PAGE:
These virtual machines, running a program via an interpreter were generally designed to run a single process and not to emulate all the hardware that would be available on a real system. They are started by the user to execute the program and exit when the program terminates. To distinguish them from the virtual machine model that we discuss next, they are sometimes called process virtual machines (even though they were never called that originally).

Virtual machines

Another form of virtual machine is one that allows us to run multiple operating systems concurrently, sharing access to the physical machine resources. With this form of virtual machine, we can partition one computer to act like several computers, each with its own operating system (and IP address on the network). We can also migrate an entire OS (along with all of its applications) from one machine to another.

To understand how this form of virtualization works, we need to consider what an operating system does. Basically, it provides a set of interfaces (system calls) that applications use to access system resources (file system, network, semaphores, etc.). The operating system is just a program. It spends its time doing table look-ups, copying blocks of data, formatting network packet headers, and other mundane tasks. Every once in a while, however, it needs to access system hardware or special registers in the CPU: to configure the memory management unit, set a timer, set the task register, and perform certain types of input and output. These instructions are called privileged instructions, in contrast to all the other instructions on the processor, which are unprivileged. To execute them, the operating system kernel runs in privileged, or supervisor (or kernel) mode, while regular processes do not; they run in user mode. If a regular application attempts to execute a privileged instruction, it will generate a trap on many architectures.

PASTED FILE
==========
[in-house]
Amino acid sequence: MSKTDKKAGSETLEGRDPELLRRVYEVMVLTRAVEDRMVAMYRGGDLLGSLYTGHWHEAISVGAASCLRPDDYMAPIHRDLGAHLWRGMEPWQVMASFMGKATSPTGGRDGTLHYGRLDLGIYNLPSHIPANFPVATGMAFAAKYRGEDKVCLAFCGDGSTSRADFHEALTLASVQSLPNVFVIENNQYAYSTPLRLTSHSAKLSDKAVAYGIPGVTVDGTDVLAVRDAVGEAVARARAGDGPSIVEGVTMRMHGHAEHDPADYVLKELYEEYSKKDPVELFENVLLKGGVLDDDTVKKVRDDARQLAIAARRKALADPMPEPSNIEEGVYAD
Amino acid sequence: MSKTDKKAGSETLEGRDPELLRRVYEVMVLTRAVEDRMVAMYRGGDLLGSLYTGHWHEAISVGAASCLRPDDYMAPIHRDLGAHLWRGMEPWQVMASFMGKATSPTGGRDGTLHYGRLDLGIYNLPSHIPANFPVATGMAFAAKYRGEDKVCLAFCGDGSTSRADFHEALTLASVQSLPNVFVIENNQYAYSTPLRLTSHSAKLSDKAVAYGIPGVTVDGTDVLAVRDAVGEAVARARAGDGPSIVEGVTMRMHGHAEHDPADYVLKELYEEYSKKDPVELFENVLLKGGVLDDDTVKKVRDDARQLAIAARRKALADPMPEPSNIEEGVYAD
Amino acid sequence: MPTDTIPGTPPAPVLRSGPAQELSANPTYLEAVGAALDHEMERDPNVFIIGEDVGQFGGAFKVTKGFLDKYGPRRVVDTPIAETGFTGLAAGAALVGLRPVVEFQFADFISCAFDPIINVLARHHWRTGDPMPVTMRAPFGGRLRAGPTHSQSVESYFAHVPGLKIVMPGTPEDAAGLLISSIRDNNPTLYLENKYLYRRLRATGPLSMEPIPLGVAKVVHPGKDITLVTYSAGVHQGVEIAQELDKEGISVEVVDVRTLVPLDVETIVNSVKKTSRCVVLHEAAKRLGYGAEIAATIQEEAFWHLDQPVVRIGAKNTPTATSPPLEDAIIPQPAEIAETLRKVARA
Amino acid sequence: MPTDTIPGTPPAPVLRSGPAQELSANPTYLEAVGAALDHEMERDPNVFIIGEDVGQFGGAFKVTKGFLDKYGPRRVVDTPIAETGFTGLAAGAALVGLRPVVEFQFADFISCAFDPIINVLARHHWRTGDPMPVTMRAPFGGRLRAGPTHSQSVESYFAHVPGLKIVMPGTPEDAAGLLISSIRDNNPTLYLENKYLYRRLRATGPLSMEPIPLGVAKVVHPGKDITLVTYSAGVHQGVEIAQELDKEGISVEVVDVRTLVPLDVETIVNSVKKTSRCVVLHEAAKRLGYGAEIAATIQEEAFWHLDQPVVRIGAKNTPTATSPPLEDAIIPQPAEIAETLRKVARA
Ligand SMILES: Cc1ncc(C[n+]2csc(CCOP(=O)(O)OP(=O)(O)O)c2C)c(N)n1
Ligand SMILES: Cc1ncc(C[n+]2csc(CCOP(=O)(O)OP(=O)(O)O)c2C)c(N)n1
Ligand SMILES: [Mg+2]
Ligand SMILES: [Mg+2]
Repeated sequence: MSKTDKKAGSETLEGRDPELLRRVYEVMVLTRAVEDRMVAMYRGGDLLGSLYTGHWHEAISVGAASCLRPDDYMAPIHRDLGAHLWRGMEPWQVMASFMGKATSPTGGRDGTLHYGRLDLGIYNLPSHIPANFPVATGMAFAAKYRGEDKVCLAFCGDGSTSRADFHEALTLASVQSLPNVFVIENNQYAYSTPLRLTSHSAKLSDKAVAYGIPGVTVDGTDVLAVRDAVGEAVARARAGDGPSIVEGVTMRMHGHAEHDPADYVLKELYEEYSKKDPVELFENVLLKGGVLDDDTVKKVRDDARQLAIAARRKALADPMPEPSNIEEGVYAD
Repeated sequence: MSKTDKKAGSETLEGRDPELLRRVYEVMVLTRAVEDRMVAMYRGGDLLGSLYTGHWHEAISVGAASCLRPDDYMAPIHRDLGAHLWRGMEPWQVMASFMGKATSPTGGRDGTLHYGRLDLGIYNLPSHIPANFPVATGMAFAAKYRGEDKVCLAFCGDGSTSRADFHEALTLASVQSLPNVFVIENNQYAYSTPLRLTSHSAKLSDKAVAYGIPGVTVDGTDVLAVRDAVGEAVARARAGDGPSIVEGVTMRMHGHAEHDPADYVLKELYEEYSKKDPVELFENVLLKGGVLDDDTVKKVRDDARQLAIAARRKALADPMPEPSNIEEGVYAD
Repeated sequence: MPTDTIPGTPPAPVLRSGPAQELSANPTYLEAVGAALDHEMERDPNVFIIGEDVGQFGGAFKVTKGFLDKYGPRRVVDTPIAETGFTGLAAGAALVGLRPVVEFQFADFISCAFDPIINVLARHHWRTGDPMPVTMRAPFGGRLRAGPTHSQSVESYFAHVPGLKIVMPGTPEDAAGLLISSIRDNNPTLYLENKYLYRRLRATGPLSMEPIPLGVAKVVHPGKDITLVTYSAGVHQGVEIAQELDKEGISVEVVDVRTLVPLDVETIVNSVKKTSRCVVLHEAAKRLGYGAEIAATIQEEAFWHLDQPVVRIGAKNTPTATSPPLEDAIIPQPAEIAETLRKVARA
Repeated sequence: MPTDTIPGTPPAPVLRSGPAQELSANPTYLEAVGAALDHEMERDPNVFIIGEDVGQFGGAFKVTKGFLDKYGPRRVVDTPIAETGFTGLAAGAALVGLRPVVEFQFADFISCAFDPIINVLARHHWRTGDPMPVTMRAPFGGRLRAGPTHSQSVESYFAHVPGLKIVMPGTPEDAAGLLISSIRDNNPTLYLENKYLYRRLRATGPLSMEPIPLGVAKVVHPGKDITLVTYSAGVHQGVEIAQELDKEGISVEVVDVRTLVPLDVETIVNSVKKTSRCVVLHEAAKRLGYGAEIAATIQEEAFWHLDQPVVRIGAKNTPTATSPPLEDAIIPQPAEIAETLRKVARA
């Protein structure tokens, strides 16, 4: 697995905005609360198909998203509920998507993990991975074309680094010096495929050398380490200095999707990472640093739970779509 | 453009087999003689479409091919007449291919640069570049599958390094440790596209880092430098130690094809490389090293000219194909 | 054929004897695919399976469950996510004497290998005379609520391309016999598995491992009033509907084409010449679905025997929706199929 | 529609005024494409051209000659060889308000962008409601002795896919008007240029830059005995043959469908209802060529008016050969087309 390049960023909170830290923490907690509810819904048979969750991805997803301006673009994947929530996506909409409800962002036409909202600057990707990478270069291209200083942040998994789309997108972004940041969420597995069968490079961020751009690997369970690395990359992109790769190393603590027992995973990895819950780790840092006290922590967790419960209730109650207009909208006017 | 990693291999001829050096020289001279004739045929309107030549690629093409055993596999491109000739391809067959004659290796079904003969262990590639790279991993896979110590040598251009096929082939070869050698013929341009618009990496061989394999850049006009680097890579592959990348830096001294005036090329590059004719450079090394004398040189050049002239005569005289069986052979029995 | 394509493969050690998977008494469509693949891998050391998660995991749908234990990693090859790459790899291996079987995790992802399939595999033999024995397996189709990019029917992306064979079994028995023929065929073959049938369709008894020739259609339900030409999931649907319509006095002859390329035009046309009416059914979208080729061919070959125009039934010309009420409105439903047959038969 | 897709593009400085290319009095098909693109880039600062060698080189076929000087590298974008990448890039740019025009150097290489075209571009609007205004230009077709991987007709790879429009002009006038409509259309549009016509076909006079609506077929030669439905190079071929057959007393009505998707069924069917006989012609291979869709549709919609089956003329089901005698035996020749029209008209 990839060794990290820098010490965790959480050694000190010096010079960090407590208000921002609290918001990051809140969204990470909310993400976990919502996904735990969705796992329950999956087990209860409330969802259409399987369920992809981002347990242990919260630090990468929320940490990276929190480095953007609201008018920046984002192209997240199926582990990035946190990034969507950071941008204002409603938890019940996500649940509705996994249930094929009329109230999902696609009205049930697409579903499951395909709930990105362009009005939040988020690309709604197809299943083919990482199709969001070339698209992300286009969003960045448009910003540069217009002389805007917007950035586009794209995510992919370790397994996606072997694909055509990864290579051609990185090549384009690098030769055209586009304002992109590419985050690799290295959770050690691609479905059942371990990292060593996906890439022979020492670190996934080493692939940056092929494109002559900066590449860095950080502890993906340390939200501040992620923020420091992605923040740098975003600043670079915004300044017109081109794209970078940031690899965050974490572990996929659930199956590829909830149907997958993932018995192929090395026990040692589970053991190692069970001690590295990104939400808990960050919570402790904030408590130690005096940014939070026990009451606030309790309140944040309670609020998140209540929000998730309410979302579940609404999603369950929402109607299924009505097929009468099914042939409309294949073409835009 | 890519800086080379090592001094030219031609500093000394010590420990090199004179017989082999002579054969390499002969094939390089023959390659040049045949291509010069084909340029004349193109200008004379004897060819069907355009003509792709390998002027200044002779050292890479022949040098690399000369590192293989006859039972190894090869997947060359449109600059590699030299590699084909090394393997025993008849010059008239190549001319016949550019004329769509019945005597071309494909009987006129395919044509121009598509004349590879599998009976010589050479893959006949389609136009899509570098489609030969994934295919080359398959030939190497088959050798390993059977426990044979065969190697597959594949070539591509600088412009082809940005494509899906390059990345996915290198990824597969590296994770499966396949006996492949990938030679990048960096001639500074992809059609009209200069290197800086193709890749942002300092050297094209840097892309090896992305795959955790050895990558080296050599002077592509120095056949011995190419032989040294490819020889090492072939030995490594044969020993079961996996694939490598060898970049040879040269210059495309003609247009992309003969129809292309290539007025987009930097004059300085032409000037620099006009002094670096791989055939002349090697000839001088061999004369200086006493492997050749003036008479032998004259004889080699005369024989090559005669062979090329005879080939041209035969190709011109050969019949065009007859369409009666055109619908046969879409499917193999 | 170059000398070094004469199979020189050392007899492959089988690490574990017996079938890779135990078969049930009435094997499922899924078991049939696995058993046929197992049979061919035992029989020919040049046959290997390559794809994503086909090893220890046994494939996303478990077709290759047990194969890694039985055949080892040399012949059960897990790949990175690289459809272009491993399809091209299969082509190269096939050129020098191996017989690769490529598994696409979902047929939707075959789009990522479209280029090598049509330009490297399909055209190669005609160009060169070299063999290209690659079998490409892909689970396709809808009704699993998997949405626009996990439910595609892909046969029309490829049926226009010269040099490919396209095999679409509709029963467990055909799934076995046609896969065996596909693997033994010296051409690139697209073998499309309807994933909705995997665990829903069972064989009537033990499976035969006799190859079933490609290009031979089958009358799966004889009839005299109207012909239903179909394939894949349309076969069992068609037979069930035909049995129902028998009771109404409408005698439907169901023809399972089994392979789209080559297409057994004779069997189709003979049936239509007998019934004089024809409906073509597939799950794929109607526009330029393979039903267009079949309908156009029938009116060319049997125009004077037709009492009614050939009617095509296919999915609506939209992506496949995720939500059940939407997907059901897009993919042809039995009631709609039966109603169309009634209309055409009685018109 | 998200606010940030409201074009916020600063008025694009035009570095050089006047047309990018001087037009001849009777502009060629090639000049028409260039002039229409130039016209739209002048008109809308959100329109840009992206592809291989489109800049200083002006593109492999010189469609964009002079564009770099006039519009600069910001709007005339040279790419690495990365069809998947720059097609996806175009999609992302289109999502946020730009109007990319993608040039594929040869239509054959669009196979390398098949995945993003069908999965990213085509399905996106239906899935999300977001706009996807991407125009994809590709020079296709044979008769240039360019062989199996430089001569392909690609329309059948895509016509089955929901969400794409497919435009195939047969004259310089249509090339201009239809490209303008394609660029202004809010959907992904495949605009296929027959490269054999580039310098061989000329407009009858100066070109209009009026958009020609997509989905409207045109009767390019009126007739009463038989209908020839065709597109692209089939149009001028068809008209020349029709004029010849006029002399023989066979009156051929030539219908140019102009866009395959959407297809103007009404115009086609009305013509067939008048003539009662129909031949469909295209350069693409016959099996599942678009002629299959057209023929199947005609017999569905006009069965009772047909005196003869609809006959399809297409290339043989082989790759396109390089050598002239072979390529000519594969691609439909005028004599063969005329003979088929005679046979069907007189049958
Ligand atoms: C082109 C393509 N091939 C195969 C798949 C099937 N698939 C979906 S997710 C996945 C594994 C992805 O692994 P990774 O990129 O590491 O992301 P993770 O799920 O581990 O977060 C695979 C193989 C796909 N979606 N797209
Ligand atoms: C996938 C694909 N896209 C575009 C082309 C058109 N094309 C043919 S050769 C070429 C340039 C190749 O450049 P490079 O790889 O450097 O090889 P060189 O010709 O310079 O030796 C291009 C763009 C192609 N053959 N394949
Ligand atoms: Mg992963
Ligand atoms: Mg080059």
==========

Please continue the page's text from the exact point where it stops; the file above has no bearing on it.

The hypervisor, or virtual machine monitor

If we want to run an operating system in a virtual environment (virtual machine), we can run that operating system as a regular program in user mode. The catch is that whenever the operating system needs to execute one of these special instructions, special software will need to catch the trap that gets generated and emulate that instruction. The software that is in charge of picking up these traps, and hence providing the virtualization, is known as the virtual machine monitor (VMM), or hypervisor. Its job is to arbitrate access to physical resources and to present a set of virtual device interfaces to each virtual operating system. For instance, the VMM can present a common ethernet card as a virtual (nonexistent) device and translate any attempts to send and receive ethernet packets to the real ethernet card on the machine, which is being shared among other operating systems. Continuing with the ethernet card example, the VMM can program the real ethernet card to listen on several MAC (physical ethernet) addresses. When the VMM (not any OS) gets the interrupt of an incoming ethernet packet, it can generate a pseudo-interrupt to the operating system to whom that packet belongs so that the operating system can process the packet. We can consider another popular device: the disk. Multiple operating systems cannot access the disk directly since they will try to grab the same disk blocks for different data. What the VMM can do is ensure that each operating system uses its own partition.

Hosted versus native virtual machines

There are two configurations in which virtual machines can run.